24. 24. Diagnosis and testing • Progressive local swelling is the commonest sign of envenomation • local swelling, painful tender, persistent bleeding from the bite wound, epistaxis, hematuria, ptosis and other signs of paralysis • cannot use Glasgow Coma scale to assess (if paralyzed by neurotoxic venom) • Monitor the patient every 2 hourly. Pulse rate, respiratory rate, BP and • In case of viper bites (hemotoxic) signs of coagulopathy do 20WBCT • 20minwholebloodclotting (20WBCT) every hr for 1st 3h / every 4h next24h • pain movement, pallor, pulseless limb, hypoesthesia (compartment syndrome) • ptosis, hoarseness of voice, respiratory failure (in Cobras & Kraits)
  25. 25. 20minute Whole Blood Clotting Test (20WBCT) • New dry glass testube/vial (not Plastic) (not cleaned with detergent, else wall may not activate factorXI to clot) • draw 3ml blood, keep 20min in testube undisturbed room temperature [normal clotting time is 8 min maximum • 20min later gently tilt the tube If the blood is still liquid (not clotted) it`s coagulopathy confirms hemotoxic viper bite (coagulopathy not seen in neurotoxic Cobras or Krait) • If 1st 20WBCTest is “clotted” repeat every hour 1st 3h, thereafter every 6hr • In coagulopathy, there may be continuous oozing from bite site/gum. May lead to hemoptysis and hematuria and ultimately AKI. (In Chandrabora bite there would be Ptosis also).
  26. 26. Management of Snakebite INITIALS • Admit all cases with history of bites (Snake/unknown) for observation for a minimum of 24 hours • Secure ABC Airway, Breathing and Circulation. • observe for any sign of local or Systemic envenomation. • 50% of known venomous snake bite are dry bite no envenomation • If no indications for administration of AVS, (don’t give AVS)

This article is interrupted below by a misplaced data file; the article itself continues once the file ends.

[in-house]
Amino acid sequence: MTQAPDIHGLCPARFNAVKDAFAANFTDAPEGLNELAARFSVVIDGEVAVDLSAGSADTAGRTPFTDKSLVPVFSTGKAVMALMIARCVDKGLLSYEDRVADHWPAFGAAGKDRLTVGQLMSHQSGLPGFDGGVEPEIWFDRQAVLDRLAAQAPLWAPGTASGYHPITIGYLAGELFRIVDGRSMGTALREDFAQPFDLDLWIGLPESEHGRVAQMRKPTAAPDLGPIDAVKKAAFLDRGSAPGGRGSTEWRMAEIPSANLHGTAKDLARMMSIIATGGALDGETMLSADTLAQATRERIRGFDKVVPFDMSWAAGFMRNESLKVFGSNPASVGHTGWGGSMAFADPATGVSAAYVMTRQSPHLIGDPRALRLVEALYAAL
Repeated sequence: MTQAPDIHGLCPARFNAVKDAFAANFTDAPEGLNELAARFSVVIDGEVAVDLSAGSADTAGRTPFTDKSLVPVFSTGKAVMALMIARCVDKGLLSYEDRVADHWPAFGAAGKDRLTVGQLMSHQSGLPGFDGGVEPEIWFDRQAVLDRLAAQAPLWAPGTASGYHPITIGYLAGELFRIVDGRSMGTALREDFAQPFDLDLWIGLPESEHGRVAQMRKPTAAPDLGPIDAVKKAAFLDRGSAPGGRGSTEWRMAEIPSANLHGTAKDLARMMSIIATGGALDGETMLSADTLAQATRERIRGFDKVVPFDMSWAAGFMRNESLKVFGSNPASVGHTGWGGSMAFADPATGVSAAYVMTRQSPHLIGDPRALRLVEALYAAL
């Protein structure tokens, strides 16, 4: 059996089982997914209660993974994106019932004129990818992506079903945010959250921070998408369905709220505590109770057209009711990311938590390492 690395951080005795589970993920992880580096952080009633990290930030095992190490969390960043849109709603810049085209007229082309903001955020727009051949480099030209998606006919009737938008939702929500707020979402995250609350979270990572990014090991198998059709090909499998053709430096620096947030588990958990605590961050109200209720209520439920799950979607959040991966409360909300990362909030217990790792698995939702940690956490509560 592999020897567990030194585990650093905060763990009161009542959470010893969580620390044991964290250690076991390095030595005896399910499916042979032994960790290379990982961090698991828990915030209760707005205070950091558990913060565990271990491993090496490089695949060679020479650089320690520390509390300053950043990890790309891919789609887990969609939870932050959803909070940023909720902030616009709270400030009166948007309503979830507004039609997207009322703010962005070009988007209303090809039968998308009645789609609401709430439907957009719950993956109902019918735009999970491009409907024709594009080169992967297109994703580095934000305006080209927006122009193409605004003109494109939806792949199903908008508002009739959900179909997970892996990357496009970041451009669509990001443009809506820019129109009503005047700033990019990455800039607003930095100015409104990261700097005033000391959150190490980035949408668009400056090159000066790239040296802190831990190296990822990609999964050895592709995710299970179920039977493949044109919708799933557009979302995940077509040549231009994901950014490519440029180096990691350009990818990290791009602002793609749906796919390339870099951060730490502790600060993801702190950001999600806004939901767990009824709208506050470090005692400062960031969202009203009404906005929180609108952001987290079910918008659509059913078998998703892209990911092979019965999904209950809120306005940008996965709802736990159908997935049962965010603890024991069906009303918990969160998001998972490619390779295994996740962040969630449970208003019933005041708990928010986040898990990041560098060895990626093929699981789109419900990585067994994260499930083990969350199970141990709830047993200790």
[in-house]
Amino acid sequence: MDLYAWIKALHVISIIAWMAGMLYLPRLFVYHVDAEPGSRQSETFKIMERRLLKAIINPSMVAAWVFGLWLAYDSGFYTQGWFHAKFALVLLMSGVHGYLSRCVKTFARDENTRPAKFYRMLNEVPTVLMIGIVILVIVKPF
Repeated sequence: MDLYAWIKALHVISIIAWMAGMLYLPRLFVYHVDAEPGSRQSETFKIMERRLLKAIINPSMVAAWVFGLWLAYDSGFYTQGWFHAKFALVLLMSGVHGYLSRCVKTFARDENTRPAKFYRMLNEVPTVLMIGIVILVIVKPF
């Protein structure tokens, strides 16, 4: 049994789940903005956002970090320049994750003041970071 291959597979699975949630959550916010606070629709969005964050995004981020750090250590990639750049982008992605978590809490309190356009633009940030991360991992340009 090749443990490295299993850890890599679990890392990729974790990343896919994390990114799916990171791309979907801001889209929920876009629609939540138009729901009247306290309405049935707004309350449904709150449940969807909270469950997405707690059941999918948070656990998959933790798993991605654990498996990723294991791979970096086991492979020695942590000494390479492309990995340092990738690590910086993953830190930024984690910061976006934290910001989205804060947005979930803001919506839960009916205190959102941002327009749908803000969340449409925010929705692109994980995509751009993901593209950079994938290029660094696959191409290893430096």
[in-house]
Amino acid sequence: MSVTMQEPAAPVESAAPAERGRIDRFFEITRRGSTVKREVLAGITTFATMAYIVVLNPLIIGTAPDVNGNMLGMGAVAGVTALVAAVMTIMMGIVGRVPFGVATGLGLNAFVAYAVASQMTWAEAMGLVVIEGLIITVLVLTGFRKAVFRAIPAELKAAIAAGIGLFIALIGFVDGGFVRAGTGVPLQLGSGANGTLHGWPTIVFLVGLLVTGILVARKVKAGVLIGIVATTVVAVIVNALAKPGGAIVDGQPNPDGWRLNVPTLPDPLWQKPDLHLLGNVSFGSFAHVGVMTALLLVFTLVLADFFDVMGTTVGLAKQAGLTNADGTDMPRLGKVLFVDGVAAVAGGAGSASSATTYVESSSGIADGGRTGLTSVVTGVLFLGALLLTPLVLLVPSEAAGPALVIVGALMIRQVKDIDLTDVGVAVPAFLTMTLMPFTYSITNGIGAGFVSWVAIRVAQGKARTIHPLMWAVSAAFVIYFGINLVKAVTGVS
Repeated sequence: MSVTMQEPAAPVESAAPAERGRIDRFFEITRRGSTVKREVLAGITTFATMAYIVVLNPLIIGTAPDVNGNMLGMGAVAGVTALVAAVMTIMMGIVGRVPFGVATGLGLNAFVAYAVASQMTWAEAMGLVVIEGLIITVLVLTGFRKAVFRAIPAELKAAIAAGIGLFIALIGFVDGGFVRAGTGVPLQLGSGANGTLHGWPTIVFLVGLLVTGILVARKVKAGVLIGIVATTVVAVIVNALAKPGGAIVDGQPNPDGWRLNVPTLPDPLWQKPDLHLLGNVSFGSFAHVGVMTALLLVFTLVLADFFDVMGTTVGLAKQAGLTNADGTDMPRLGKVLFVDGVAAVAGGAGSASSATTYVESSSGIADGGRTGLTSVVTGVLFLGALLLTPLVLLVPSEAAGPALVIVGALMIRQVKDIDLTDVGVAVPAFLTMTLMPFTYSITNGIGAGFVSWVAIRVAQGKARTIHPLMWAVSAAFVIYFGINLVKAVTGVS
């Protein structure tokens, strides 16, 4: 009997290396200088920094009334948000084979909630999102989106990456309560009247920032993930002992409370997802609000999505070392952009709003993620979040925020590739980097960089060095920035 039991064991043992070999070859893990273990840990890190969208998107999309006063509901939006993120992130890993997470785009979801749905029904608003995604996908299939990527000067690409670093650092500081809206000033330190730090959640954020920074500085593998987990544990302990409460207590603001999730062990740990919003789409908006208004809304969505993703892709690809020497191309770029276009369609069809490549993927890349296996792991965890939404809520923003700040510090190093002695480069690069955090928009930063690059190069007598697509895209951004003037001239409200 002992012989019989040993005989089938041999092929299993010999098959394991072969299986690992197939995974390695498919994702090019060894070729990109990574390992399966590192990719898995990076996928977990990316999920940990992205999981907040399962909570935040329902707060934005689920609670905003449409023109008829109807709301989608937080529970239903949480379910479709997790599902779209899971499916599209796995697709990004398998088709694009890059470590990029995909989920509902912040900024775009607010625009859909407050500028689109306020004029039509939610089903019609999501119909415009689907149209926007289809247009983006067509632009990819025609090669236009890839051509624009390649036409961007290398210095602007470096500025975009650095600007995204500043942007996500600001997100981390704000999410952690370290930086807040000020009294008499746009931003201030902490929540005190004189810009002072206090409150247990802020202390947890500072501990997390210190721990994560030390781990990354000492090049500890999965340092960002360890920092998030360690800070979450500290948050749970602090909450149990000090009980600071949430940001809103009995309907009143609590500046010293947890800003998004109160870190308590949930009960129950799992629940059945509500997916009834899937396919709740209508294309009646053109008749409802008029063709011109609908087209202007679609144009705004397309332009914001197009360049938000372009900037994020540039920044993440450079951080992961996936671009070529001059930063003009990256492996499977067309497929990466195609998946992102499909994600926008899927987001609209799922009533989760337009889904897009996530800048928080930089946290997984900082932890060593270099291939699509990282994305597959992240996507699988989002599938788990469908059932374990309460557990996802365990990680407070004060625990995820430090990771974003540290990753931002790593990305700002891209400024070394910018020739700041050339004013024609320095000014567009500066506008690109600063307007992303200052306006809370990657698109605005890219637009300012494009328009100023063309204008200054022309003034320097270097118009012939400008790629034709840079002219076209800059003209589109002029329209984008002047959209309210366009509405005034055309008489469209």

27. 27. following local treatments are contraindicated • Washing X • Antiseptics. X • Incision. X • Suction. X (DON’T EVEN THINK ABOUT THIS) • Electrotherapy or Cryotherapy. X • Venom Stone.X
  28. 28. Important don’ts • Don't kill/catch snake (dangerous) & not essential for management. • Don't wash wound may introduce infection, increase absorption of venom • Don't inject antisnakevenom (ASV) locally (it’s designed for IV) • Don't tie tourniquets increase risk of ischemia/limb gangrene • Cutting the biting site. No venom is removed by this.
  29. 29. Patient Assessment • identifying the snake (not essential) (20WBCT indirectly helps) • Ruleout any possible use of traditional medicines • Take history of exact time of the bite. indicates progression symptoms • Ask what the victim was doing at the time of the bite. grass cutting or feeding stock animals in the evening can be suggestive of snakebite.
  30. 30. Management of Bite Pain • severe pain at the bite site. use paracetamol • Don’t use NSAIDs (avoid aspirin) cause bleeding in coagulopathy • Mild opiates Tramadol can be used orally for relief of severe pain. • Never remove tourniquet in ER. test for pulse distal to the tourniquet before removal. If occluded the distal pulse, then a BP cuff can be applied to reduce pressure slowly • Sudden removal can lead to a massive surge of venom leading to neurological paralysis, hypotension due to vasodilation, sudden respiratory distress or hypotension. Handling Tourniquets
  31. 31. Anti-snake Venom Serum (ASV) • Indian Polyvalent Anti Snake Venom Serum is a unique solution to all big 4 venomous snakebite cases in India. • called polyvalent, can be used to treat most types of snakebites. • species specific Monovalent AVS is not available in India. • 4 types of snakes are used to prepare this AVS. These snakes are • 1) Indian Spectacle Cobra 2) Russell Viper 3) Krait and 4) sawscaledviper. • Sub lethal dose of venom of all these four snakes are injected to a horse (to hyper immunize). Antibody (Ig G) develops against these snake venoms in the blood of that horse. This horse blood (plasma) is then purified in the laboratories to prepare Polyvalent AVS. AVS is basically a horse protein, and has every chance to be rejected by our human body, as a foreign protein..
  32. 32. Anti-snake Venom Serum (AVS)